US Coins

Reagan Presidential dollar and First Spouse gold for 2016

President and Mrs. Reagan will be honored in 2016 with, respectively, a Presidential $1 coin and a gold $10 First Spouse coin.

Officials White House Portraits, 1981.

A Ronald Reagan Presidential dollar coin and Nancy Reagan First Spouse gold $10 coin will be struck and issued by the U.S. Mint for 2016.

This outcome supersedes the less than popular previous Mint statements that the programs would end in 2016 with the production of the Gerald Ford Presidential dollar and Elizabeth "Betty" Ford First Spouse gold coin.

Presidential dollars and First Spouse half-ounce .9999 fine gold coins are authorized under provisions of the Presidential $1 Coin Act of 2005, Public Law 109-145.

RELATED: Nancy Reagan would be the first living person on a U.S. coin since 1995

Rep. William P. Huizenga, R-Mich., chairman of the House Financial Services Subcommittee on Monetary Policy and Trade, sent a letter Feb. 11 to Richard A. Peterson, deputy director of the U.S. Mint for Manufacturing and Quality, arguing that the statute does provide for the issuance of the Ronald Reagan dollar and Nancy Reagan First Spouse gold coin.

In his Feb. 12 written response to Huizenga, Peterson states the U.S. Mint's interpretation of the statute agrees with that of Huizenga. Peterson writes that the U.S. Mint has already begun preliminary design work on the two Reagan coins.

Coin World was able to obtain copies of Huizenga's letter to Peterson and Peterson's subsequent response.

The text of Huizenga's letter to Peterson reads:

"I am writing in reference to some confusion that has developed regarding the Presidential One Dollar Coin Act of 2005, PL 109-145. While the Mint no longer is producing large amounts of the coins for circulating purposes, it continues to mint and issue to collectors both the coins themselves and the gold 'First Spouse' coins.

"As you are aware, some have raised the concern that the program's termination clause would prohibit the issue of a coin bearing the image of President Ronald Reagan. My clear reading of the statute, and I am certain you will agree, indicates that a Reagan coin and an accompanying Nancy Reagan 'First Spouse' coin would indeed be issued at the appropriate point in the schedule. Please contact me at your earliest convenience to confirm this view."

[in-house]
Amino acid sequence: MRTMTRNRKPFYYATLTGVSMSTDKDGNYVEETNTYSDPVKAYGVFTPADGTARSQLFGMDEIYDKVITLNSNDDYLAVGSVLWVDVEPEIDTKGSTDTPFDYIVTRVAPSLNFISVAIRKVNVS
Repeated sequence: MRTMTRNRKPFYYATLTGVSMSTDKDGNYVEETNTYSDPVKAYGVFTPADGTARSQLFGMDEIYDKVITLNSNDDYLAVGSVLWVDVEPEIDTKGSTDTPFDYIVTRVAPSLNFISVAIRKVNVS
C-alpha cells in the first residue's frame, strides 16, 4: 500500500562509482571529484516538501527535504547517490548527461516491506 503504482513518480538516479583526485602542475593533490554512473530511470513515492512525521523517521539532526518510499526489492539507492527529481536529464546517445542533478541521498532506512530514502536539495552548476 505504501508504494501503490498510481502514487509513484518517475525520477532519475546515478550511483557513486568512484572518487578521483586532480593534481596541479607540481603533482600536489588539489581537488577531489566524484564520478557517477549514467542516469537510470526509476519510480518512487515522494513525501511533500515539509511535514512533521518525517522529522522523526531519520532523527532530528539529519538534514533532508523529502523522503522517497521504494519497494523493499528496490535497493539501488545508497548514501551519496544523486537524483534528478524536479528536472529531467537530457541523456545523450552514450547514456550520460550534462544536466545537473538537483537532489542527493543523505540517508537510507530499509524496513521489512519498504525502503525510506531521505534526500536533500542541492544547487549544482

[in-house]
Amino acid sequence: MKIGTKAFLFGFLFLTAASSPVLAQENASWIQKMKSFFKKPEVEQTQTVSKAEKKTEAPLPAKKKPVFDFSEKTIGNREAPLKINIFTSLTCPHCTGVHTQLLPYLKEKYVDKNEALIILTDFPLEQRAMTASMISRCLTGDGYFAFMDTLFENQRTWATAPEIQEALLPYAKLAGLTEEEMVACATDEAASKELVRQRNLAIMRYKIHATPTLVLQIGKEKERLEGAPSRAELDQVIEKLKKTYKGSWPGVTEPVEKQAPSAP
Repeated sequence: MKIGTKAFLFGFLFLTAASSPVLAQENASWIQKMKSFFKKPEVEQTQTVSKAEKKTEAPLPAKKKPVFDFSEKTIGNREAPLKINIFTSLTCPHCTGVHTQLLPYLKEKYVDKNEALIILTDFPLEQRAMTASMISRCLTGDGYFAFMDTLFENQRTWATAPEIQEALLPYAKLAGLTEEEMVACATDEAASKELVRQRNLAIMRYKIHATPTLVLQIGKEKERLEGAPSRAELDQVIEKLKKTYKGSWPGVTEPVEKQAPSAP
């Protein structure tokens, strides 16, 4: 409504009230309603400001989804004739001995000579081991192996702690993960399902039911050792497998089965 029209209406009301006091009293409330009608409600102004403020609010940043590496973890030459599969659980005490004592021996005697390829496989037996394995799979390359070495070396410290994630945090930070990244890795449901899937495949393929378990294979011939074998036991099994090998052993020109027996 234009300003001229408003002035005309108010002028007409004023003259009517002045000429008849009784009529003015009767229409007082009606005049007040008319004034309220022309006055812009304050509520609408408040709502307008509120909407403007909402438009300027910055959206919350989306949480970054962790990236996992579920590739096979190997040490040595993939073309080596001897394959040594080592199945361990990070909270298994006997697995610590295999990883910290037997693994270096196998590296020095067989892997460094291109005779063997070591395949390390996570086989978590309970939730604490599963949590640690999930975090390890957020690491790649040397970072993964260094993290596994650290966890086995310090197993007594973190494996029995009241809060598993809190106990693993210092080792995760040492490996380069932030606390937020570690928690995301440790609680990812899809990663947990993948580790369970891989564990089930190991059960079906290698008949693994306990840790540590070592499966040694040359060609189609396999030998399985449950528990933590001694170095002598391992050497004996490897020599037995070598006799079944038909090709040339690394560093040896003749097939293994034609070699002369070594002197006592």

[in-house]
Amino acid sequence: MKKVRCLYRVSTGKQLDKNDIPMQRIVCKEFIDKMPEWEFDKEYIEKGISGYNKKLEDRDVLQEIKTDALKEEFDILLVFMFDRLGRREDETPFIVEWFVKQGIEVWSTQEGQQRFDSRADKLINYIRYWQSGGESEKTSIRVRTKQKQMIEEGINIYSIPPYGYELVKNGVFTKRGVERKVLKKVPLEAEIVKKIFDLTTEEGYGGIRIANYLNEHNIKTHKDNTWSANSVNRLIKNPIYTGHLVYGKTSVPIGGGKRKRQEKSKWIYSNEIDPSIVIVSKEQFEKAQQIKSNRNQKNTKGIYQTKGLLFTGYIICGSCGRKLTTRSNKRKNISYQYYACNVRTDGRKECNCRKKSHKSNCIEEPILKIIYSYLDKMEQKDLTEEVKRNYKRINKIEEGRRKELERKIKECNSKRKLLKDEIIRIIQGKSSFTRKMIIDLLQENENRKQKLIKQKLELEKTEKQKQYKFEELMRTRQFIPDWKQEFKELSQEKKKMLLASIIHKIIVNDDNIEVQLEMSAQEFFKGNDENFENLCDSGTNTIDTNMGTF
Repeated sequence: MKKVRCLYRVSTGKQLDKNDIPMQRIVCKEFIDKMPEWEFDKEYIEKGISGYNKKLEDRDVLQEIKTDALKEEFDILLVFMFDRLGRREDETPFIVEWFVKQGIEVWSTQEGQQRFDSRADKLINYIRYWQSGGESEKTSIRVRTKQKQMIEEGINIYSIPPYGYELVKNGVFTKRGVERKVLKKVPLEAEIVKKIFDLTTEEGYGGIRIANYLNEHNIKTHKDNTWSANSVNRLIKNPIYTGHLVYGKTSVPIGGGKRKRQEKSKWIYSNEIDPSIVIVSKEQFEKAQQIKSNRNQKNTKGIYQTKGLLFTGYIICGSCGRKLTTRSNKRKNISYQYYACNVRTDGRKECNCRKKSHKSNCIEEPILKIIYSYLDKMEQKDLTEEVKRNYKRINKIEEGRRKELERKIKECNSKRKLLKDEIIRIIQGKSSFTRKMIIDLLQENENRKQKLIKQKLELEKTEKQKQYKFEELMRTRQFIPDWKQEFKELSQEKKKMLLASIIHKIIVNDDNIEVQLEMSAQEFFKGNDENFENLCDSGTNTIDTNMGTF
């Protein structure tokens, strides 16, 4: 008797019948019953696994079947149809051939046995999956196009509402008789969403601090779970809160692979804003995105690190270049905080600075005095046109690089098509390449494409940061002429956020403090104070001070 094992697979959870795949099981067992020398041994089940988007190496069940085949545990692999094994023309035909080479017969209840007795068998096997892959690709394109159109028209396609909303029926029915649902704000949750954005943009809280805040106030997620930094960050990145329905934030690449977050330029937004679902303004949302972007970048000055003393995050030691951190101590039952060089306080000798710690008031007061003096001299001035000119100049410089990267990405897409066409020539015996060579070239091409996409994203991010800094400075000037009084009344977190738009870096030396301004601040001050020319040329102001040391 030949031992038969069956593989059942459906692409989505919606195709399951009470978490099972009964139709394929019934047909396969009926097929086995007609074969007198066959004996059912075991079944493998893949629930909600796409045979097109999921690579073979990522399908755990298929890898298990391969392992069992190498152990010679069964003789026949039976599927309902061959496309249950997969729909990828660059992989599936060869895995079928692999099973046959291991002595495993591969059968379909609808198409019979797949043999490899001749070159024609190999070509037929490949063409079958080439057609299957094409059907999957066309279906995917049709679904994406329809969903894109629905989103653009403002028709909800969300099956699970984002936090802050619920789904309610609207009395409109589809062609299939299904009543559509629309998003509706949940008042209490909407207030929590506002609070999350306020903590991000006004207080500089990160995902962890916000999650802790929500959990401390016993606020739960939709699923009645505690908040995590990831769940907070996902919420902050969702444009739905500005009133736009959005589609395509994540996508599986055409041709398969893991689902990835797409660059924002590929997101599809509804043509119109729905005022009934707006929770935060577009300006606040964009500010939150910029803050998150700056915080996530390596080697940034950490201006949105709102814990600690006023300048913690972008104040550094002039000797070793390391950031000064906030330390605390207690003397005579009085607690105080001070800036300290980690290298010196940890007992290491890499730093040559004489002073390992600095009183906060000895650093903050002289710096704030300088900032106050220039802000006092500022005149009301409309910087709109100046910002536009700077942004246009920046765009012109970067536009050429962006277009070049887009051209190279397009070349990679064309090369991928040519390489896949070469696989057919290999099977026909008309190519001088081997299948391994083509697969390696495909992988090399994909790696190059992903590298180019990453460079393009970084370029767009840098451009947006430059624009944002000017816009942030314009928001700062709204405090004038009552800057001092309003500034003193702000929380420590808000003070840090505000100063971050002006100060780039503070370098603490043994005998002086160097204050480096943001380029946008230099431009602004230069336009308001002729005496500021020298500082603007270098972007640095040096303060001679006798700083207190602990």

Peterson responded Feb. 12 with the following:

"Thank you for your letter regarding the Presidential $1 Coin Act of 2005. I appreciate your interest in the Presidential $1 Coin Program.

"Your reading of the statute, Public Law 109-145, comports with the United States Mint's interpretation, and we have begun preliminary design work for both the Ronald Reagan Presidential $1 Coin and for the First Spouse Gold Coin honoring Nancy Reagan. Both are expected to be issued in 2016.

"I hope this response is helpful."

SOCIAL: Tell us what you think about the decision to release a Reagan Presidential dollar coin

A longstanding debate within political circles and the numismatic community questioned whether Ronald Reagan would qualify under the act's provisions to have his portrait appear on a manganese-brass clad dollar coin and whether Mrs. Reagan's visage and achievements could be recognized in a First Spouse gold $10 coin design and companion brass medal.

Over the past year, Coin World has queried the U.S. Mint for a legal interpretation of the act no fewer than four times, but never received a detailed explanation that suited interested collectors. The resultant Mint responses previously have simply been that the Presidential $1 Coin Program and First Spouse gold coin program would end in 2016 with the production of the Gerald Ford Presidential dollar and Elizabeth Ford First Spouse gold coin.

A groundswell of public sentiment arose, pushing for a Reagan dollar. Coin World has received an increasing number of phone calls and emails over the past several months from collectors passionate about seeing a Presidential dollar issued for Ronald Reagan.

Argument on both sides of the issue centered on the provision in the enabling act, Sec. 102, 2(E): " LIMITATION IN SERIES TO DECEASED PRESIDENTS.— No coin issued under this subsection may bear the image of a living former or current President, or of any deceased former President during the 2-year period following the date of the death of that President."

Since President Jimmy Carter is still living, many believed as of December 2014 that the program would end with the Ford dollar and not skip over Carter to honor Reagan.

Subsections 8 and 9 of the act provide the following: "(8) TERMINATION OF PROGRAM.—The issuance of coins under this subsection shall terminate when each President has been so honored, subject to paragraph (2)(E), and may not be resumed except by an Act of Congress. (9) REVERSION TO PRECEDING DESIGN.—Upon the termination of the issuance of coins under this subsection, the design of all $1 coins shall revert to the so-called ‘Sacagawea-design’ $1 coins."

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